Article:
To the Man at Disneyland Who Said, 'I Wish I Were Handicapped'
Dear Ignorant Man,
Thank you for letting me know that you “wish you were handicapped so you would be able to cut everyone in line at Disneyland.” I really appreciate you taking the time to inform us that we were walking in the “exit and that we didn’t look handicapped” to you. My 4-year-old and I, minding our own business, felt privileged that you took the time out of your day to make ours better and set us straight.
If you would like, I’m happy to swap my child having had infantile spasms for your place in line. You let me know when you’d like to make that switch. I’d invite you to Google “infantile spasms” and read at least one article, and then go ahead let me know if my child “deserves” to “cut everyone in line.”
You see, sir, my daughter doesn’t yet understand lines. She doesn’t know why we have to wait; she physically can’t wait without an extraordinary struggle. She loves Disney, but according to you, she shouldn’t have “special treatment.” Again, if we’ve offended you in our special treatment, I’m so happy to switch places in line if you’ll also take her “handicap.”
Now, I do understand that some may abuse Disney’s disability pass, and that’s why it’s so bloody tedious getting one each time you go to the park. I’m sure those who have cheated the system are the root of your frustration and your downright shameful attitude, but let me tell you this: you can’t visibly see all disabilities. You can’t see infantile spasms. You can’t see cancer. You can’t see traumatic brain injury.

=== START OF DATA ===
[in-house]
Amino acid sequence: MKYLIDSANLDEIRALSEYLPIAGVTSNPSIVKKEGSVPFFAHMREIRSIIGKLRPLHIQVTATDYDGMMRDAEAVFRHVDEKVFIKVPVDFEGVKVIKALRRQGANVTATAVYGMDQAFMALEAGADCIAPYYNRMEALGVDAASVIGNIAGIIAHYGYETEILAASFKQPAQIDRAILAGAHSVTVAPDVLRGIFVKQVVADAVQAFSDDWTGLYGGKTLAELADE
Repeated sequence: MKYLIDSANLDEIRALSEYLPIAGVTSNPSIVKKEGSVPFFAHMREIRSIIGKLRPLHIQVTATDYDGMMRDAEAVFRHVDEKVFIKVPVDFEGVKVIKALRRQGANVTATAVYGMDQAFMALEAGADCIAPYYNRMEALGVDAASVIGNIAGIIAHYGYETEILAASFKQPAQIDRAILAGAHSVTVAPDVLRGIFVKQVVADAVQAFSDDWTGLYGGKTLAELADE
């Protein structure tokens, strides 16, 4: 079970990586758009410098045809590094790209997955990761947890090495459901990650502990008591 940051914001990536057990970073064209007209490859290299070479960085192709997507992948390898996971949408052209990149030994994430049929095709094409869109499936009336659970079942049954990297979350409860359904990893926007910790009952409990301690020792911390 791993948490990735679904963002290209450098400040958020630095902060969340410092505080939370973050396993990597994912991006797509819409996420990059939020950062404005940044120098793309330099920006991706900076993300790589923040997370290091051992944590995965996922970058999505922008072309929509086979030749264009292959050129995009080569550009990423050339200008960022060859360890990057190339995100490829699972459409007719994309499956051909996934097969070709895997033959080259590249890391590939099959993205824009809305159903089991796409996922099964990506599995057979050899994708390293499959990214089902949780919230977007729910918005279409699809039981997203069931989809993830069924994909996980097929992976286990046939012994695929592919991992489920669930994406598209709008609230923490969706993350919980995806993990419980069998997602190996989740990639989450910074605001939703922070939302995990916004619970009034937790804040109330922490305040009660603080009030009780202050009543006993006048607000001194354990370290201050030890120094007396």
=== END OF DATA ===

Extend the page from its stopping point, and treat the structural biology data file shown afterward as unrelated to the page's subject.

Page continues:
Don’t judge my child and myself by how we look. Maybe we are cheats, or maybe we just want to enjoy a piece of the magic like everyone else. Did your wife cry at Disneyland? Did your kid lay on the floor in the stores because they couldn’t express their wants and needs? Did you get held to the side for shoplifting because your purchases had a sensor on them without your knowledge while your child yelled and pulled everything off the shelves? Did you drip sweat chasing your kid, making sure she didn’t God forbid touch anyone else? Did you eat as fast as you could or not at all, so you could make sure your child didn’t knock over anyone else’s food? Did you feel the need to look at perfect strangers and justify your life? Did you try with everything in your being to just feel “normal” for a day? If you answered yes to all those things then, sir, I commend you. If you didn’t, I simply have one recommendation. Think before you speak.
Do I wish I spoke up and said something in the moment? No! I’m happy I picked myself and my child up and we hopped right on that Mater’s Junkyard Jamboree ride. As we whisked and whipped around in loops we let your negativity fly off us. Don’t pity us; pity yourself and your ignorance.
This post originally appeared on MyPurplePack.com.
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